Figure 1. Plots of all leukocyte telomere length (LTL) samples across measurement points for the longitudinal analyses for men (left panel) and for women (right panel). The x-axis represents age at sample testing, and the y-axis represents the plate-adjusted residuals of LTL re-scaled back to T/S-ratio. A loess smoothing line calculated from a weighted regression over age for all samples is shown.
To quantify telomere attrition longitudinally, latent growth curve (LGC) models were tested (Figure 2, Methods, and Supplementary Data). In brief, an LGC model is a mixed model including three variables: 1) the intercept with the LTL value at the age of 69.3 years, 2) a linear slope before the centering age (69.3 years), and 3) a linear slope after the centering age. Variances and cross-correlations were presented for all three variables and twin relatedness were adjusted for by estimating between- and within-pair variances. At first, an intercept-only (no change) model (Model 1) was compared to a one-slope model without any change point included (Model 2), allowing for a linear rate of change across the whole age span. The improvement in fit was significant (p-value=2·10-8; Table 3). Model 2 also revealed significant variation between twin pairs in LTL change, suggestive of familial factors (Supplementary Table 5). Next, the one-slope model (Model 2) was compared to a two-slope model allowing for two linear rates, one before and one after age 69.3, respectively (Model 3). Again, the fit was substantially improved (p-value=0.006; Table 3). The fixed effect (average) for slope 1 in model 3 (young-old age<69.3) was not significant (p-value=0.30), but it was for slope 2 (old-old age>69.3; B=−0.0021 T/S-ratio/year; 95% CI: −0.0034, −0.0008, p-value=0.002). The variance around the intercept for both familial (between twin pairs) and environmental (within twin pair) effects contributed strongly (p-value<0.001 for both effects) to the model (Table 4). However, there was also variation detected for both slope 1 and 2 for the within-pair random effect (p-value<0.01 and <0.05 respectively), suggesting that non-familial/environmental factors are important to rate of change at both young- and old-old age, although the effect was bigger at young-old age. Indeed, sensitivity analyses indicated that it was necessary to retain the sets of between and within-pair random effects for both slope 1 and slope 2 (Δχ^{2} p-value<0.0005), indicating individual differences in change across both age periods. Altogether, the average difference between slope 1 and 2 in model 3 was not great, as was obvious from the raw trajectories depicted (Figure 1 and Supplementary Figure 2). Rather, the variation around the slopes was appreciable and larger for slope 1 than slope 2 (see Supplementary Table 6 for complete model estimates). Further sensitivity analyses suggested that the same trends remained when altering the centering age to be five years earlier or later, and again, as in the cross-sectional analysis, zygozity did not matter (data not shown). Finally, women had on average 0.0409 higher T/S-ratio than men (p-value=0.0005; Table 4), corresponding to a 6% difference in baseline T/S-ratio at 69.3 years. The estimate was similar although smaller to the cross-sectional estimate (0.0499). However, no interaction was seen between sex and the rate of decline in old-old age (Table 5).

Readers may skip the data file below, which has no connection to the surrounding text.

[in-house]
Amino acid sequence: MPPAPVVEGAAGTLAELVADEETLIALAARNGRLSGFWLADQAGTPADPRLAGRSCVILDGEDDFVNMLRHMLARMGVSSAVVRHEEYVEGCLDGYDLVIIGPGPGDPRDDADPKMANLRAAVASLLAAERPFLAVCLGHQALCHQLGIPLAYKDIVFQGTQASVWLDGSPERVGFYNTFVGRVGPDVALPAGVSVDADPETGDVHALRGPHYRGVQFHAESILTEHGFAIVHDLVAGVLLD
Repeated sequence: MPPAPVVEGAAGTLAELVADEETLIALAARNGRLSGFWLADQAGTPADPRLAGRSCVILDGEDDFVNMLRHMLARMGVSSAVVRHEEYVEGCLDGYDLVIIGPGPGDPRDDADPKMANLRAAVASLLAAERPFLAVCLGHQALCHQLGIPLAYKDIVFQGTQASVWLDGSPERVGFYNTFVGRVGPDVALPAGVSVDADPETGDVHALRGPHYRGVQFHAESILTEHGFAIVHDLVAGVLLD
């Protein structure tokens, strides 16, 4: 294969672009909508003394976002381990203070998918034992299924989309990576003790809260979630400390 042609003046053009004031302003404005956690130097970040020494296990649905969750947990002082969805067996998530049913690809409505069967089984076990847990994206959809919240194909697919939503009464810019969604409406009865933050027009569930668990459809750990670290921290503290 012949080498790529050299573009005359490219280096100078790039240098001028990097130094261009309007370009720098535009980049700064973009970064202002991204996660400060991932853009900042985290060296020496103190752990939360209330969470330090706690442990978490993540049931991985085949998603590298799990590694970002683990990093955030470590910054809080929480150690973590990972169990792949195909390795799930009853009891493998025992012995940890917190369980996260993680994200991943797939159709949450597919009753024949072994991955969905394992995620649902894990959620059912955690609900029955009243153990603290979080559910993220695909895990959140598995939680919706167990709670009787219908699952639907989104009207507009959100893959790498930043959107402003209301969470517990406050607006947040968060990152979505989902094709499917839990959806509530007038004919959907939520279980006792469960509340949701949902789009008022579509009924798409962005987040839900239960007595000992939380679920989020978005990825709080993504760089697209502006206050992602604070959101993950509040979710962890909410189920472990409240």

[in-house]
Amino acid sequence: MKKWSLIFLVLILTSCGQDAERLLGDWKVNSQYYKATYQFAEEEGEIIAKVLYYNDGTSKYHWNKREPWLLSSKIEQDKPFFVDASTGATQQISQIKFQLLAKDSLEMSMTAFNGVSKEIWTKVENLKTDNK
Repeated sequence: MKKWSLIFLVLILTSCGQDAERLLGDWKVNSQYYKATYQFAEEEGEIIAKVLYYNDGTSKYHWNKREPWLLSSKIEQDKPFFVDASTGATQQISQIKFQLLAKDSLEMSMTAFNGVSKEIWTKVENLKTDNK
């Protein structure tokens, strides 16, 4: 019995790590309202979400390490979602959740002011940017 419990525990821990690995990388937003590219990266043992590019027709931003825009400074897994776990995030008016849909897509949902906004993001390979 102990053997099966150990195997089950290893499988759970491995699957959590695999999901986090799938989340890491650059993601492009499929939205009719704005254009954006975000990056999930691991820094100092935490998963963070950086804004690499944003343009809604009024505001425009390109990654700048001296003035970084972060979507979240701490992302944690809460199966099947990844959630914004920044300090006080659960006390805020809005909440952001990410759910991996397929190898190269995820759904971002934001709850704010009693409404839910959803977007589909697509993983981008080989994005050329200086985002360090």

Figure 2. Latent growth curve analysis of telomere length attrition with a group intercept (I) and two slopes (S1) and (S2) as well as sex as covariate (C). Observed data are denoted by Y0 through Y4. MI: mean intercept; MS1: mean slope 1; MS2: mean slope 2; MC: mean covariate. V stands for variance of each component respectively. r denotes the correlation between the intercept and the slopes. B1t through B2t represent the age basis coefficients with change over time t. U0 through U4 represent random components from the telomere length measurements, constrained to be equal for each assessment.
Table 3. Latent growth curve models for leukocyte telomere length and age (N=1598)
Models tested | |||||||||||||||||||||||||||||||||||||||||||||||||||||||||||||||||||||||||||||||||||||||||||||||||||
---|---|---|---|---|---|---|---|---|---|---|---|---|---|---|---|---|---|---|---|---|---|---|---|---|---|---|---|---|---|---|---|---|---|---|---|---|---|---|---|---|---|---|---|---|---|---|---|---|---|---|---|---|---|---|---|---|---|---|---|---|---|---|---|---|---|---|---|---|---|---|---|---|---|---|---|---|---|---|---|---|---|---|---|---|---|---|---|---|---|---|---|---|---|---|---|---|---|---|---|
Model | -2LL | Parms | AIC | BIC | Δ-2LL | df | |||||||||||||||||||||||||||||||||||||||||||||||||||||||||||||||||||||||||||||||||||||||||||||
1: Intercept only | −1865.9 | 5 | −1855.9 | −1836.2 | -- | -- | |||||||||||||||||||||||||||||||||||||||||||||||||||||||||||||||||||||||||||||||||||||||||||||
2: Intercept + slope 1 | −1910.5 | 10 | −1892.5 | −1857.1 | 44.6^{§} | 5*** | |||||||||||||||||||||||||||||||||||||||||||||||||||||||||||||||||||||||||||||||||||||||||||||